Swim with sharks, traipse through untouched rainforest and sleep in a 19th century manor – all with no crowds to speak of. Shellharbour, a boutique seaside town just 90 minutes from Sydney, NSW, is an adventure lover’s hidden gem.

 

Swimming with the sharks in Shellharbour NSW

“Okay, ready to dive?” Diving master Mick Harris grins as I take a few deep breaths in anticipation, gentle waves lapping at my chin. I grin back. “Ready.”

“On the count of three then,” he relays. One – a long deep breath. Two – a last glance toward the rocky open ocean. Three – one last lungful, and we plunge to the waters depths. Kicking heartily, we duck dive into a blue-green world. Almost instantly Mick squeezes my hand, pointing excitedly as three young grey nurse sharks swim up toward us. I reach my hand out, almost grazing the gentle creatures as they glide by.

 

Divers exploring Bushrangers Bay

© Shellharbour Scuba Centre

 

The sharks are juveniles, Mick explained earlier that day, as we fitted out flippers and wetsuits in his local shop, Shellharbour Scuba Centre. Now, face-to-face with the metre-long swimmers, their knowing eyes peer curiously at us before meandering on, unperturbed. I hold the air in my lungs, wishing to stay in their hazy, calm presence as long as possible. Finally I give Mick the signal, and we ascend toward the filtered daylight above.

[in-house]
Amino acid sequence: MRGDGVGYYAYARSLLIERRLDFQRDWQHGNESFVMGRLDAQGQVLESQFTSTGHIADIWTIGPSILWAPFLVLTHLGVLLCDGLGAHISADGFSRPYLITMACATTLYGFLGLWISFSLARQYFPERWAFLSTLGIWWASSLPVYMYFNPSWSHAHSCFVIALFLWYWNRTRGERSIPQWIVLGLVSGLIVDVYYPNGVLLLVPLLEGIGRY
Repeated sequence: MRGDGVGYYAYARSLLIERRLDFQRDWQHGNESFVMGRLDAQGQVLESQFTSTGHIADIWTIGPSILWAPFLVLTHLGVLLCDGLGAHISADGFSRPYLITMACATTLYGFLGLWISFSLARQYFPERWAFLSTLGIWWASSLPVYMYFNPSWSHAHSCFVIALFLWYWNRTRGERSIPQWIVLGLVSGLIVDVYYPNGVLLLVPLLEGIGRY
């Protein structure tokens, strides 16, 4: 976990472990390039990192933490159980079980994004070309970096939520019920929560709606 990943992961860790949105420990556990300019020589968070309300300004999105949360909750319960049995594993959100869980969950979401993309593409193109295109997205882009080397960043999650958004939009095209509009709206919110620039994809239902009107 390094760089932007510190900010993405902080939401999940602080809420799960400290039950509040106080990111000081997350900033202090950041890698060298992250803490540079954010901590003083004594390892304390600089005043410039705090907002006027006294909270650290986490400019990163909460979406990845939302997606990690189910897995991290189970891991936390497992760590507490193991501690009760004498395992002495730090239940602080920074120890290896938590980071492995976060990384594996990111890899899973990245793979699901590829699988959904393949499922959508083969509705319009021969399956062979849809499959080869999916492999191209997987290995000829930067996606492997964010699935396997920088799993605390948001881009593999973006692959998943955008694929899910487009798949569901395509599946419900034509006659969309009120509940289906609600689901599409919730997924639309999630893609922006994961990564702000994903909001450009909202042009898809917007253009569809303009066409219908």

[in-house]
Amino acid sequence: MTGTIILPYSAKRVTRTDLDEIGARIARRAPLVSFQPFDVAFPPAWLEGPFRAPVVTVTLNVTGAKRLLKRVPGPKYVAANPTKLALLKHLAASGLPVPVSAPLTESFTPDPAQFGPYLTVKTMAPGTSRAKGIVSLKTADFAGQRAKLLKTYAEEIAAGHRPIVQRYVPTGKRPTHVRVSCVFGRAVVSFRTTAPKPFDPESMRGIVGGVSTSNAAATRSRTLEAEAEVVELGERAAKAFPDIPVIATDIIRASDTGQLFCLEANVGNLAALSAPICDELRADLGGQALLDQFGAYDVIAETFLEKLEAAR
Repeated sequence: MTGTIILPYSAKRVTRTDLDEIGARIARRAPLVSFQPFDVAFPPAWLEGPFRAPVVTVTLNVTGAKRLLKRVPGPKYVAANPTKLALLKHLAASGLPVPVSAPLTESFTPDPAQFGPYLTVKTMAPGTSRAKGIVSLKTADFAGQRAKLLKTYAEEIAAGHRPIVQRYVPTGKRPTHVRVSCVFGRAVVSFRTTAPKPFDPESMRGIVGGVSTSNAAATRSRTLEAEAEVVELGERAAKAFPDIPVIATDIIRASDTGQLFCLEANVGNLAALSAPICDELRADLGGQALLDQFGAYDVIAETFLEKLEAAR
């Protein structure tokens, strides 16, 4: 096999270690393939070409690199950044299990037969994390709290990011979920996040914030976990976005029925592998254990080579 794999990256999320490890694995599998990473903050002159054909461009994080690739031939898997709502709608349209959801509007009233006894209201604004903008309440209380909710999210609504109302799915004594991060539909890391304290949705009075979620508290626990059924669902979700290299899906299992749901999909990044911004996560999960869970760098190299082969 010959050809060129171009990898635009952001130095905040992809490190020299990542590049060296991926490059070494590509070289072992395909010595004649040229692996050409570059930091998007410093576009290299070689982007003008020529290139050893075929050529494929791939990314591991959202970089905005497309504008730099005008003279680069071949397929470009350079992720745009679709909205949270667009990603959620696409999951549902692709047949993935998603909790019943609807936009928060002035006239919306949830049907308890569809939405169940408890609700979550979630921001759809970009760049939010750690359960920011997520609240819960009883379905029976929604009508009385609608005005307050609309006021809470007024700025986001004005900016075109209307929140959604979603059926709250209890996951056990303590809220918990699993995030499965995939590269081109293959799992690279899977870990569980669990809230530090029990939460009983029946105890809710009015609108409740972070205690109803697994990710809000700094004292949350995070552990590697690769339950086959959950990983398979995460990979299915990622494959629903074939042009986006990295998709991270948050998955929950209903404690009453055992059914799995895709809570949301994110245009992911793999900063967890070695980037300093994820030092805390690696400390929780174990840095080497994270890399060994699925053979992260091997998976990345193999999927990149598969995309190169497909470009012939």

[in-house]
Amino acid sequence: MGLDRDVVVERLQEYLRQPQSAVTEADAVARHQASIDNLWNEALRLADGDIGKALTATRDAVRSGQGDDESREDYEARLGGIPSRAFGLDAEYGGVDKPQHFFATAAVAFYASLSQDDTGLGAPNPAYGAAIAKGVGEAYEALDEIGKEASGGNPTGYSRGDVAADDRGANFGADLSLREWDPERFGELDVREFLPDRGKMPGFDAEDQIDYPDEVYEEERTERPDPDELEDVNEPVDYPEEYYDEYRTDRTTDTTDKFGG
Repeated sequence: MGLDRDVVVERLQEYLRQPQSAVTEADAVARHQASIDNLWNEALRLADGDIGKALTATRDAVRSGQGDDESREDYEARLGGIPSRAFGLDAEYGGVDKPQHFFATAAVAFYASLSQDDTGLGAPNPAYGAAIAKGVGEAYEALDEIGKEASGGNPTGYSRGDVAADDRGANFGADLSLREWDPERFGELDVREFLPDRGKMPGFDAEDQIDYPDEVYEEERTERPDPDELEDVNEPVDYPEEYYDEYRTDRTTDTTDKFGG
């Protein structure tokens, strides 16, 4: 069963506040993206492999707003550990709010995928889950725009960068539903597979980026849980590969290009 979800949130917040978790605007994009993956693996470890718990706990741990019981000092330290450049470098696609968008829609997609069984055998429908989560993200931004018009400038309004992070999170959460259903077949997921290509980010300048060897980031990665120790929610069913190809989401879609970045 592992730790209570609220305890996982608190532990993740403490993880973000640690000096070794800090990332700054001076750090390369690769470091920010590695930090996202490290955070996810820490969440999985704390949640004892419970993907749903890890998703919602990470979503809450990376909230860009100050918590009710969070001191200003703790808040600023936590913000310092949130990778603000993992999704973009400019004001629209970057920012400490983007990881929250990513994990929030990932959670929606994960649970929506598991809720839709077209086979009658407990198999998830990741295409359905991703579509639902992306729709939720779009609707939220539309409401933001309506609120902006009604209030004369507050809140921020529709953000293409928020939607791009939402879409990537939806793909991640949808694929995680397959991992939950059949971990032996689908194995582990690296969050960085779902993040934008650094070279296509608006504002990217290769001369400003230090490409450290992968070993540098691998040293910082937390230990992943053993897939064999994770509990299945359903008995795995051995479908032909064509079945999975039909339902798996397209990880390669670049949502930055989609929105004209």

Breaking the surface, I take in the fresh air before absorbing my surreal surroundings. We are at the centre of Bushrangers Bay with dozens of young sharks circling below. We’ve ambled through Heritage-listed coastal rainforest to reach this secluded cove. A couple more dives and it’s time to head in. We pass schools of colourful fish and a few curious sting rays on the swim to the rocky shore.

 

Greay nurse shark in water

© Shellharbour Scuba Centre

 

High tea at Ravensthorpe Manor